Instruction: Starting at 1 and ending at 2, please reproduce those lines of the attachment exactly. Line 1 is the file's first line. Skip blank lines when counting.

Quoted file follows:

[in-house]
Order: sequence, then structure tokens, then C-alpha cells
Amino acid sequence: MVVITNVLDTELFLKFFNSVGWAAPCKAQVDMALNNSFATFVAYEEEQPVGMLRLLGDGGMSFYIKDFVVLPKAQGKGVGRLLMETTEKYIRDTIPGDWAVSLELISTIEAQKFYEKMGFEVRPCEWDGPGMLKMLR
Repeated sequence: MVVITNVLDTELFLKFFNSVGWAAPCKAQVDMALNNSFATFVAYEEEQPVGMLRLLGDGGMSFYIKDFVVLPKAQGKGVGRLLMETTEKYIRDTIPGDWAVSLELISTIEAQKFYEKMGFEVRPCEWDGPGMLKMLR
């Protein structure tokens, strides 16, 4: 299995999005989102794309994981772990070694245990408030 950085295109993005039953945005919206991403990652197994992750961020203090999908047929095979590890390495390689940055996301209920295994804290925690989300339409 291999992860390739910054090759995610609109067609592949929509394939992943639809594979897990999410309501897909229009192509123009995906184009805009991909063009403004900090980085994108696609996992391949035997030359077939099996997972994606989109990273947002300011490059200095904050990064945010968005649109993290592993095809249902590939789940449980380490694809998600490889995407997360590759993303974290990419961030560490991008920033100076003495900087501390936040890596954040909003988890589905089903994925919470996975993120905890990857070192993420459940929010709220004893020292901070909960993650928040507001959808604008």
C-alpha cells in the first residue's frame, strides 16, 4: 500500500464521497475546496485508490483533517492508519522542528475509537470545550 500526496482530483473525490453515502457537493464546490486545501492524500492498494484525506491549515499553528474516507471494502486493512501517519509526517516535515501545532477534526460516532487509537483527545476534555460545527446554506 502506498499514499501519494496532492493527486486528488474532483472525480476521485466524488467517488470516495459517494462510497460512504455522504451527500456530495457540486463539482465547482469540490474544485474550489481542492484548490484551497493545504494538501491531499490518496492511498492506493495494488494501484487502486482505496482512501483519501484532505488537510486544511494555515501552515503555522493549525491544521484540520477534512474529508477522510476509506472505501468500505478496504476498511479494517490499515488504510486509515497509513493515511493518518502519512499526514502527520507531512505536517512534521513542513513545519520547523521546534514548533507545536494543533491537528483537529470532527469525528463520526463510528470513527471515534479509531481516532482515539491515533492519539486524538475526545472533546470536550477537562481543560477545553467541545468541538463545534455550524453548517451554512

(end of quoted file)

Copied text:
[in-house]
Order: sequence, then structure tokens, then C-alpha cells